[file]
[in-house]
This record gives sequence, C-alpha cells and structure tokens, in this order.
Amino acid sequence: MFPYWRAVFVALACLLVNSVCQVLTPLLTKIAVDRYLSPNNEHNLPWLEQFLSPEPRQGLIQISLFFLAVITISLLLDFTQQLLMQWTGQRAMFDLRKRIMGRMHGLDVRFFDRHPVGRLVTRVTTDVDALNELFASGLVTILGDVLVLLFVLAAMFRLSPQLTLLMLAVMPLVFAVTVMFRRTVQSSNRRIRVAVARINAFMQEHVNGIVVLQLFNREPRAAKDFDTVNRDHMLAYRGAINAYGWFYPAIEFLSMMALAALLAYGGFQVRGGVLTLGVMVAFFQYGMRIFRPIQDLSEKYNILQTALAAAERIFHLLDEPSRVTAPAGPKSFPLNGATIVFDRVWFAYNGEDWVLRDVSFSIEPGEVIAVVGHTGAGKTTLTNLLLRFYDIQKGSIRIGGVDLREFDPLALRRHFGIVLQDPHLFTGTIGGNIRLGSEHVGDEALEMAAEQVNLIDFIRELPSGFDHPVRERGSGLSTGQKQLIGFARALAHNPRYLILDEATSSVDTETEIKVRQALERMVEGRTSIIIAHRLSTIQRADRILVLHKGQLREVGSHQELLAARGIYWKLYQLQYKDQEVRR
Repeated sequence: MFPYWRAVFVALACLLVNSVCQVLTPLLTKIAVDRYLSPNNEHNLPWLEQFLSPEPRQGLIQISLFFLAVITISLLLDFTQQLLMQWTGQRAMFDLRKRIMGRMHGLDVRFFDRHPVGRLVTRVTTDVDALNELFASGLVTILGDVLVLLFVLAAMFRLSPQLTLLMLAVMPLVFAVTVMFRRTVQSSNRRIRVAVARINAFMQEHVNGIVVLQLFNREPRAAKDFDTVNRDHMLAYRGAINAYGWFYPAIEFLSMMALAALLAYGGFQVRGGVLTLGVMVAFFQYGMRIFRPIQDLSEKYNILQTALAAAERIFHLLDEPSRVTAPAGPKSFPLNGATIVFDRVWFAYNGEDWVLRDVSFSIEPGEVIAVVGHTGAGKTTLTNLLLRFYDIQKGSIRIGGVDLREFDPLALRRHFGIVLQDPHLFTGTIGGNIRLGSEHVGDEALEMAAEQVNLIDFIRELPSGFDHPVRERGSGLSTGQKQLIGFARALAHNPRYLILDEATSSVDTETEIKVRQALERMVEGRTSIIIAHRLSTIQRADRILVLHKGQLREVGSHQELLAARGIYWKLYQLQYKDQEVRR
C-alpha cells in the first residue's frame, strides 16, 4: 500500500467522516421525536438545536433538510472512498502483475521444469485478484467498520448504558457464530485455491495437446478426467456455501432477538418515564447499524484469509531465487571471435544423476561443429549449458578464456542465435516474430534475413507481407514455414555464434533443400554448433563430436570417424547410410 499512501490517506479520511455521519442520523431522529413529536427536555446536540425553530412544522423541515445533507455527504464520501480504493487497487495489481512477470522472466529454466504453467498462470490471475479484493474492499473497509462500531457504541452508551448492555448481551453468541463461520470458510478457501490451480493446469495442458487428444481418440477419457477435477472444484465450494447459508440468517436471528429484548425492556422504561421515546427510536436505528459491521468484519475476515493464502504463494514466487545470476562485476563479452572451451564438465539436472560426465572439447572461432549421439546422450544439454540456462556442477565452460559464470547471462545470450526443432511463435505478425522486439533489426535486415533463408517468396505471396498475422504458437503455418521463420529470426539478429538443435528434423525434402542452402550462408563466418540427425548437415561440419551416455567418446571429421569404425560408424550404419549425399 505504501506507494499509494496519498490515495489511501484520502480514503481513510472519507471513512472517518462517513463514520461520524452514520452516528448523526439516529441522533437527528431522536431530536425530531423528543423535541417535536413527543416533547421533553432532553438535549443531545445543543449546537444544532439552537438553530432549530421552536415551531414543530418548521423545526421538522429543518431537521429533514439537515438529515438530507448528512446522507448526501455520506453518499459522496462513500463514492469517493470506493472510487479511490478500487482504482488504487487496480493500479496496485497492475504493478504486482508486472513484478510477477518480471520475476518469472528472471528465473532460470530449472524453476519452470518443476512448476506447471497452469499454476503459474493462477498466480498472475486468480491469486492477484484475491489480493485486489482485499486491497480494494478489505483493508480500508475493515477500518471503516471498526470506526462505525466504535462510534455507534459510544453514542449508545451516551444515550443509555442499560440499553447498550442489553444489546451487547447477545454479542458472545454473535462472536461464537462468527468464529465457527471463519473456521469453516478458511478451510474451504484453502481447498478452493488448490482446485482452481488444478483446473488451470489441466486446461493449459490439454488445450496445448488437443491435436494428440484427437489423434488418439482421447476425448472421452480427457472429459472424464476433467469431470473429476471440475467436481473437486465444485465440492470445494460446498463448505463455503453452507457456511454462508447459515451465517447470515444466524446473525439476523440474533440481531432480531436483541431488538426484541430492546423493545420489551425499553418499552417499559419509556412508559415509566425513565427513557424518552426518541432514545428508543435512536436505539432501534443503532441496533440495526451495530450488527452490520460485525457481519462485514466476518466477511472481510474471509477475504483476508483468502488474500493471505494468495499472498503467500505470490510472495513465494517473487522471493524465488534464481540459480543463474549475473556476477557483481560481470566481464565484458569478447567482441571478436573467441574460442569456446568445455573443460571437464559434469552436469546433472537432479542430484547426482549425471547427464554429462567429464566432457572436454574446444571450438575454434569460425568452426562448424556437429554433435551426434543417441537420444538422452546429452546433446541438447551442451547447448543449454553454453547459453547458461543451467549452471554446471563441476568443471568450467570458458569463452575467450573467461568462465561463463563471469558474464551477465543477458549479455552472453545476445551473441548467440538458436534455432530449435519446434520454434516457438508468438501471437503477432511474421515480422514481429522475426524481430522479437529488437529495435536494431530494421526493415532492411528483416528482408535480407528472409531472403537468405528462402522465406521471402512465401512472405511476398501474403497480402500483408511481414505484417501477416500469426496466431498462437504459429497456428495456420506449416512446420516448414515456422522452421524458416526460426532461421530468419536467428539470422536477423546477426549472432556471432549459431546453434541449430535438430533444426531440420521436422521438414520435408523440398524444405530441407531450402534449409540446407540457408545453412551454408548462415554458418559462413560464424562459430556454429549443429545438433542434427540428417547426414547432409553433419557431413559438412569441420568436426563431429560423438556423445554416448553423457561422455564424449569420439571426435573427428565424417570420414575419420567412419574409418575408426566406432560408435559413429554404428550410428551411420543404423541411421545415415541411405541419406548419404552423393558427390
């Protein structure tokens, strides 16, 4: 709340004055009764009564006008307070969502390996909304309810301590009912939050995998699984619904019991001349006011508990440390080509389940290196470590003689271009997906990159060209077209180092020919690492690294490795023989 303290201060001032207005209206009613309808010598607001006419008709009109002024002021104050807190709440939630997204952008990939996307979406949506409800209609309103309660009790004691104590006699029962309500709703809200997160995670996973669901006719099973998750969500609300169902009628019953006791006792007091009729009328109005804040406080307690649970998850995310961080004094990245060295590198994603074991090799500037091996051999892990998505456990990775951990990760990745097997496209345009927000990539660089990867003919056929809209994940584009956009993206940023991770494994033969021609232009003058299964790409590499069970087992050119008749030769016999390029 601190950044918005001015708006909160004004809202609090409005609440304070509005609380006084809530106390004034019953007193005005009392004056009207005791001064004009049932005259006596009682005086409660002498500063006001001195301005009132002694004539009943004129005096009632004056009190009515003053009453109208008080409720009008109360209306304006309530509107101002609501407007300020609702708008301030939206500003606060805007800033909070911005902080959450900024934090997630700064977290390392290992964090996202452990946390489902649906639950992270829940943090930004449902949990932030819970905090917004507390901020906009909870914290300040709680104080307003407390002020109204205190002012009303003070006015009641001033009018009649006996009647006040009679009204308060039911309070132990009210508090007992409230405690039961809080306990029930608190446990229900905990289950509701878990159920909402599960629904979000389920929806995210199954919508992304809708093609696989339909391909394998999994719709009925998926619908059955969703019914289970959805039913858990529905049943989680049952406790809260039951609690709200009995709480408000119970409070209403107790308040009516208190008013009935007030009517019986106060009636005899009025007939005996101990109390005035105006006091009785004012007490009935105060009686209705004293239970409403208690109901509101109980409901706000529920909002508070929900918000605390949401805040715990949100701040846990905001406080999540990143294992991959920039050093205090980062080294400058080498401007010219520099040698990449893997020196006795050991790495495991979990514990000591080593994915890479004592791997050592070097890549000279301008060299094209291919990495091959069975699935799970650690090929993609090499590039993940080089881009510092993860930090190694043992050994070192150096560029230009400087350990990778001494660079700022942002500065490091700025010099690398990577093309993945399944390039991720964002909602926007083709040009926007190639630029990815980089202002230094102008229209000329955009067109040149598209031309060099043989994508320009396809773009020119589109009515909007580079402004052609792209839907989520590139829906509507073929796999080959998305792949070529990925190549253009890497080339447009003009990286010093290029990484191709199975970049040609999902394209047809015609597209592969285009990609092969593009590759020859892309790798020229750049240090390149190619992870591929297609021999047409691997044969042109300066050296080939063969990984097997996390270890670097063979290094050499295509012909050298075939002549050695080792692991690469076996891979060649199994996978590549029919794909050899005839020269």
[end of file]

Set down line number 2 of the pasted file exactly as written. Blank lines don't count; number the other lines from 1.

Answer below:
This record gives sequence, C-alpha cells and structure tokens, in this order.